I can’t upload any pictures yet because my computer isn’t registering the SD card, it’s extremely frustrating. More pictures will hopefully be up soon.
People here are so prim and proper; I’ve come across women taking their afternoon stroll in stilettos! They may have just decided to take the scenic route on their commute to work or home, but walking around on a pathway of compressed gravel in heels does not sound like the most attractive leisurely activity.
Another observation is the quality of grooming seen on dogs around Paris. It seems as though Parisians take doggy hygiene pretty seriously–and it pays off too. The fur of these dogs gleams in the sunlight and flows with the wind; they’re practically glowing. On top of that, I have rarely stumbled across an unhappy pup. Going off of the observation that Parisians take an extra effort to make leisure a part of their daily routine, it seems as though bringing the dog along is equally as important. I think it’s great.
Visited the palace and accompanying garden–I was amazed. The whole thing was monstrous and I just stood there and gawked for five whole minutes, taking in it’s entirety. I could not imagine living in such a massive mansion. The palace was gorgeous and paralleled the garden’s charm. The crowds put a damper on my mood and didn’t allow me to fully appreciate the palace because each room was so packed and stuffy, I just wanted to get out and move onto the next attraction. I still got to see everything, though.
The palace was holding a special event in the gardens, so although we got into the palace for free (because we’re art students and Paris allows free entry to art students in most museums), we had to pay a discounted price to enter the gardens. I regret nothing. The gardens are usually left morbid with fountains dormant, leaving you to create your own fantasies of life in Marie Antoinette’s shoes on her mid-afternoon stroll. However, for the event, the gardens played classical music all throughout the vicinity and for a few hours every day, the fountains would become active and spew water to create the most beautiful and fantastic visuals. Each fountain looked beautiful while dormant, but adding the effects of water and making them active brought the fountains to life, creating the most perfect stroll. I would not have expected the water to be projected from the fountains in the way that some were; water spewing from hands, rumbling from rubble…bringing the sculptures to life. Magnificent.
Spent Friday at the gardens in front of the Louvre. The entire garden was huge and absolutely beautiful. Fountains, ponds, parks, and sculptures scattered throughout the garden gave it a relaxing feel. It was such a nice day out too…perfect for the park! But it was extremely hot. The weather has been pretty bipolar these past few weeks; hot and humid one day, cold and rainy the next. Without shade, it felt like we were walking around in a sauna–skin constantly sticky with the continual layer of sweat that just would not go away.
The day was enjoyable nonetheless, and strolling around in a gorgeous park with smiling children and audible laughter put me in a pretty good mood.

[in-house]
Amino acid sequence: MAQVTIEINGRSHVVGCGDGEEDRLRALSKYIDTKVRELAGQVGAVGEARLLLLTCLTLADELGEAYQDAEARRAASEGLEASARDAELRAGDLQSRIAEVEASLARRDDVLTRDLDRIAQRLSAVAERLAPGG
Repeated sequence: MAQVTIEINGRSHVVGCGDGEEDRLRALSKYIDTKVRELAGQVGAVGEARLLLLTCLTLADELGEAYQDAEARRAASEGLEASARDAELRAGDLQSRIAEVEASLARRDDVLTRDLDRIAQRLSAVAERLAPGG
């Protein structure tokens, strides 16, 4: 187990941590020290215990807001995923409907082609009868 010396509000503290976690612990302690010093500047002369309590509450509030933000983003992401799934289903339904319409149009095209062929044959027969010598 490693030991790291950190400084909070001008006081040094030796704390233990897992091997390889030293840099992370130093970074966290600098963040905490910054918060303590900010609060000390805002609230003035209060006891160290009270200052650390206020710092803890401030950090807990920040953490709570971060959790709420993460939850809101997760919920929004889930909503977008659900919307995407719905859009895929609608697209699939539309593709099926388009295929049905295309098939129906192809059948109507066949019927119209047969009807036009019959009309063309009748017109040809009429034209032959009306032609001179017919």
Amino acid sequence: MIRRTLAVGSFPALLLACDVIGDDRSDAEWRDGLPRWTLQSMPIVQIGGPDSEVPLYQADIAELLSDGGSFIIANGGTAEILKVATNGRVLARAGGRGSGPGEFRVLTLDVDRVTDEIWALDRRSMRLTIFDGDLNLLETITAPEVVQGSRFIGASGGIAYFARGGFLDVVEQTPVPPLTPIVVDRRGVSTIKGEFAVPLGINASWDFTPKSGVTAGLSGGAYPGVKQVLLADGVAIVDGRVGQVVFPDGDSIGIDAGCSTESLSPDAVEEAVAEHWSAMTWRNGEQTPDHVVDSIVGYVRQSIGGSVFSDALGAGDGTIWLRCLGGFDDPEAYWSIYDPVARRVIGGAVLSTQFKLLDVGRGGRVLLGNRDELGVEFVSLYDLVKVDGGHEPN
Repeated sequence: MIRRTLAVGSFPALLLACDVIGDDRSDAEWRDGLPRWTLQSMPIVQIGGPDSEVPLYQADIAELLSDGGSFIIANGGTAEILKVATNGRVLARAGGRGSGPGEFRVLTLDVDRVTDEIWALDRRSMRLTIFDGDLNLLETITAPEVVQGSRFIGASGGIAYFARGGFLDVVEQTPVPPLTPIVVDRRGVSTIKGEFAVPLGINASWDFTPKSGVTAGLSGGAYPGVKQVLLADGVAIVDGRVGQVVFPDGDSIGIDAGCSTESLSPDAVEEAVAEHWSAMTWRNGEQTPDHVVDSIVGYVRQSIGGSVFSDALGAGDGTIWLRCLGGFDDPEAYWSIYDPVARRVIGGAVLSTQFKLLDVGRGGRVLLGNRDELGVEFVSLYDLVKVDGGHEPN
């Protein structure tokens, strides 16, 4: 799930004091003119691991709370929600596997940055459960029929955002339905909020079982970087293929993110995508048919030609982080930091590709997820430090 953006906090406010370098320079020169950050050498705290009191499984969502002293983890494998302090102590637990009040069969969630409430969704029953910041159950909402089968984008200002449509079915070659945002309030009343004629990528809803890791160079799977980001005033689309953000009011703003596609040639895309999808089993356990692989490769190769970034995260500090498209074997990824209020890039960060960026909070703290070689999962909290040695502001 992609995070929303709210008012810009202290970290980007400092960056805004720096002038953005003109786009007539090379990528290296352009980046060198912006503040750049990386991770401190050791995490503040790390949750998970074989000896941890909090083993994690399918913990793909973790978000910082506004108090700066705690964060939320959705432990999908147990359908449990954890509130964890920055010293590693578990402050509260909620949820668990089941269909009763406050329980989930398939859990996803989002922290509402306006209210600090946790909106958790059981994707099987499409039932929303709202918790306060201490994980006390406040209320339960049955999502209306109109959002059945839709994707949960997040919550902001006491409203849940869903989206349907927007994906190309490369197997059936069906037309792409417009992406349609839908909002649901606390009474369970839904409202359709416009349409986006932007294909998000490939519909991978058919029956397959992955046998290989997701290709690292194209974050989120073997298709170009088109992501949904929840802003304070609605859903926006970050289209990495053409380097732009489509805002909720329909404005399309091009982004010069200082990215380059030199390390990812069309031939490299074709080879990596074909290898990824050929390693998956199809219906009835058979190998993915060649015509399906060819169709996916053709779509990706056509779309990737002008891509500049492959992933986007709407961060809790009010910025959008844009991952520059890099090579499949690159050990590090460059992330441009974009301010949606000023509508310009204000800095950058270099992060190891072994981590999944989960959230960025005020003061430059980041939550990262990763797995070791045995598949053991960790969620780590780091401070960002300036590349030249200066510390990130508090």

Visited a museum devoted to Jazz music and it’s influence on America as well as France. It was very interesting and nicely complemented our learnings in class. Most of it was media-oriented, using the aid of both audio and visual media to convey different forms of music to show how they relate to jazz and their influence on different cultures around the world.
We had an atelier after class on Wednesday in which we learned how to make crepes (although I already know how to make them and basically lived off of these delicious treats at one point in my life). We experimented with different toppings, from jams and jellies, to nutella with bananas, ham and cheese, and–my favorite–lemon and sugar. It was a fun little activity and a delicious end to lecture…I most definitely got my fill of sweets that day.
Bastille day was amazing–unlike anything I could have imagined. The aircraft flew overhead with streams of colored gas as expected. That evening we all headed over to the Eiffel Tower to watch the free concert, consisting of a highly talented selection of opera singers and a marvelously constructed orchestra. The music did not particularly spark my interest, but the performances were still wonderful and the singers’ voices were absolutely amazing. It was such an enjoyable experience, having a picnic on the lawn in front of the Eiffel Tower and just chatting with one another as we waited for the concert to start. Once the concert ended, the firework show began. And let me tell you: I have never witnessed something so spectacular. The fireworks literally spewed from the tower for over thirty minutes…I didn’t even think a firework show could go on for so long! It was fascinating! There were flames spewing from the two levels of the tower and fireworks shooting off at every angle; in every direction. The magical part about it was that the show incorporated colors and music to tell stories using the fireworks. There were scenes depicting the war with Germany, using red fireworks and dramatic tunes to recreate the battle scene in the sky. There were even fireworks that spelled things, like “1914″, “2014″, and “Vive la paix” ..it was awesome. At one point they put on an American song in which anyone speaking English started singing to. I was in awe.
After the show we went off to the Fireman’s ball. Every bastille day, the fire stations transform into night clubs to raise money for orphanages. Each one has a slightly different atmosphere, ranging from mellow bands to energetic dance music. It’s such a strange concept; partying it up with the firemen for the greater good of parentless children. It was quite fun to say the least; probably one of my favorite night outings thus far.
My Bastille Day was magical, and definitely one I don’t intend to forget.